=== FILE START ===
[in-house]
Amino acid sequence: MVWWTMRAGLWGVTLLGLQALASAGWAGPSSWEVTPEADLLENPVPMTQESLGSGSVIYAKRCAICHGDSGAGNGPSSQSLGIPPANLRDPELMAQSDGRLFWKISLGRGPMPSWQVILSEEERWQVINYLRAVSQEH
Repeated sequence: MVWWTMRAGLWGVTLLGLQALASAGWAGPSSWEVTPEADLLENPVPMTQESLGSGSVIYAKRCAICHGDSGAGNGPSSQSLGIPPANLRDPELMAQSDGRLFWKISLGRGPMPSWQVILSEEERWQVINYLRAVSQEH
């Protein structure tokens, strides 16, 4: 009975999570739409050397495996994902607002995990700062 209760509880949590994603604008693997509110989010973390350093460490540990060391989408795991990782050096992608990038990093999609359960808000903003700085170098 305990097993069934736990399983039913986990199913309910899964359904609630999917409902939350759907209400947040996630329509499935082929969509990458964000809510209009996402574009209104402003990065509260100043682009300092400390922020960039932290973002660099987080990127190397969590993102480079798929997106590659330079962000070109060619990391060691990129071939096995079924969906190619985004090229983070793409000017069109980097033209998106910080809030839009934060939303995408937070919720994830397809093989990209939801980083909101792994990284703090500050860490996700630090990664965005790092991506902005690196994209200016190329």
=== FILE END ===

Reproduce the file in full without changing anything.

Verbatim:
[in-house]
Amino acid sequence: MVWWTMRAGLWGVTLLGLQALASAGWAGPSSWEVTPEADLLENPVPMTQESLGSGSVIYAKRCAICHGDSGAGNGPSSQSLGIPPANLRDPELMAQSDGRLFWKISLGRGPMPSWQVILSEEERWQVINYLRAVSQEH
Repeated sequence: MVWWTMRAGLWGVTLLGLQALASAGWAGPSSWEVTPEADLLENPVPMTQESLGSGSVIYAKRCAICHGDSGAGNGPSSQSLGIPPANLRDPELMAQSDGRLFWKISLGRGPMPSWQVILSEEERWQVINYLRAVSQEH
């Protein structure tokens, strides 16, 4: 009975999570739409050397495996994902607002995990700062 209760509880949590994603604008693997509110989010973390350093460490540990060391989408795991990782050096992608990038990093999609359960808000903003700085170098 305990097993069934736990399983039913986990199913309910899964359904609630999917409902939350759907209400947040996630329509499935082929969509990458964000809510209009996402574009209104402003990065509260100043682009300092400390922020960039932290973002660099987080990127190397969590993102480079798929997106590659330079962000070109060619990391060691990129071939096995079924969906190619985004090229983070793409000017069109980097033209998106910080809030839009934060939303995408937070919720994830397809093989990209939801980083909101792994990284703090500050860490996700630090990664965005790092991506902005690196994209200016190329």